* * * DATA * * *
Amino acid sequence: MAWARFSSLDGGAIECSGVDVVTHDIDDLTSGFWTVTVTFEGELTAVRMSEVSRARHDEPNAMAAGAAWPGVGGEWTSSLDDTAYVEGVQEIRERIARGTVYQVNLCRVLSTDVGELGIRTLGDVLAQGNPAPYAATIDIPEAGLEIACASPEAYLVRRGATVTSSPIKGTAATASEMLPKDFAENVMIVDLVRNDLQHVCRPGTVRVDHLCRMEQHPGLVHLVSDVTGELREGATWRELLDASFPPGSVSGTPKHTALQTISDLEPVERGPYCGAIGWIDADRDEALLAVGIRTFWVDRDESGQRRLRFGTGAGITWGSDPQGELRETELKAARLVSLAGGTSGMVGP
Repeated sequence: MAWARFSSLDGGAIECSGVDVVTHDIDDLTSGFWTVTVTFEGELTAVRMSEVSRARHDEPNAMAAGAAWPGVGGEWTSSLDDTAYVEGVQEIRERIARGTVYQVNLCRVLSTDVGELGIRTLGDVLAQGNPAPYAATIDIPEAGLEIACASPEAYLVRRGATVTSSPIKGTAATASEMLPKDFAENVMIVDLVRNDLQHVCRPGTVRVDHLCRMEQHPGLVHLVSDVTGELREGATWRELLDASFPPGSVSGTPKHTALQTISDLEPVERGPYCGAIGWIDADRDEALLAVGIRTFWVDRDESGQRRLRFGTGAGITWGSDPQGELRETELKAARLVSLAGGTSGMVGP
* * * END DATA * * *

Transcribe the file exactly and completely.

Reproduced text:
Amino acid sequence: MAWARFSSLDGGAIECSGVDVVTHDIDDLTSGFWTVTVTFEGELTAVRMSEVSRARHDEPNAMAAGAAWPGVGGEWTSSLDDTAYVEGVQEIRERIARGTVYQVNLCRVLSTDVGELGIRTLGDVLAQGNPAPYAATIDIPEAGLEIACASPEAYLVRRGATVTSSPIKGTAATASEMLPKDFAENVMIVDLVRNDLQHVCRPGTVRVDHLCRMEQHPGLVHLVSDVTGELREGATWRELLDASFPPGSVSGTPKHTALQTISDLEPVERGPYCGAIGWIDADRDEALLAVGIRTFWVDRDESGQRRLRFGTGAGITWGSDPQGELRETELKAARLVSLAGGTSGMVGP
Repeated sequence: MAWARFSSLDGGAIECSGVDVVTHDIDDLTSGFWTVTVTFEGELTAVRMSEVSRARHDEPNAMAAGAAWPGVGGEWTSSLDDTAYVEGVQEIRERIARGTVYQVNLCRVLSTDVGELGIRTLGDVLAQGNPAPYAATIDIPEAGLEIACASPEAYLVRRGATVTSSPIKGTAATASEMLPKDFAENVMIVDLVRNDLQHVCRPGTVRVDHLCRMEQHPGLVHLVSDVTGELREGATWRELLDASFPPGSVSGTPKHTALQTISDLEPVERGPYCGAIGWIDADRDEALLAVGIRTFWVDRDESGQRRLRFGTGAGITWGSDPQGELRETELKAARLVSLAGGTSGMVGP